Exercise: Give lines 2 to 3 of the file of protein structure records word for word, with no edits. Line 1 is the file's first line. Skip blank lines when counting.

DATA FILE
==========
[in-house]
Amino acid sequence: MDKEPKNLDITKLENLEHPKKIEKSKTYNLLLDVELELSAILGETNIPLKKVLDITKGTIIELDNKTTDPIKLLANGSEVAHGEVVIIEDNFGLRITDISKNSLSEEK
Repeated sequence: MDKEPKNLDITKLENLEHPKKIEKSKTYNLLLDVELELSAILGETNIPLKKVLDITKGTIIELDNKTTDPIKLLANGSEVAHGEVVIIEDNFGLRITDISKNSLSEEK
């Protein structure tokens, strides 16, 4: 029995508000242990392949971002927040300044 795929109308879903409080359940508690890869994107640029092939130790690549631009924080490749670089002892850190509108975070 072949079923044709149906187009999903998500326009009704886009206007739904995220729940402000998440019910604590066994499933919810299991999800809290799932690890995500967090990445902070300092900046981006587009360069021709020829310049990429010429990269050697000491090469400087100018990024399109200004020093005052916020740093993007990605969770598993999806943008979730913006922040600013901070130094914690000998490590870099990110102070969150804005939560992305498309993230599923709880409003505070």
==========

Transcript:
Amino acid sequence: MDKEPKNLDITKLENLEHPKKIEKSKTYNLLLDVELELSAILGETNIPLKKVLDITKGTIIELDNKTTDPIKLLANGSEVAHGEVVIIEDNFGLRITDISKNSLSEEK
Repeated sequence: MDKEPKNLDITKLENLEHPKKIEKSKTYNLLLDVELELSAILGETNIPLKKVLDITKGTIIELDNKTTDPIKLLANGSEVAHGEVVIIEDNFGLRITDISKNSLSEEK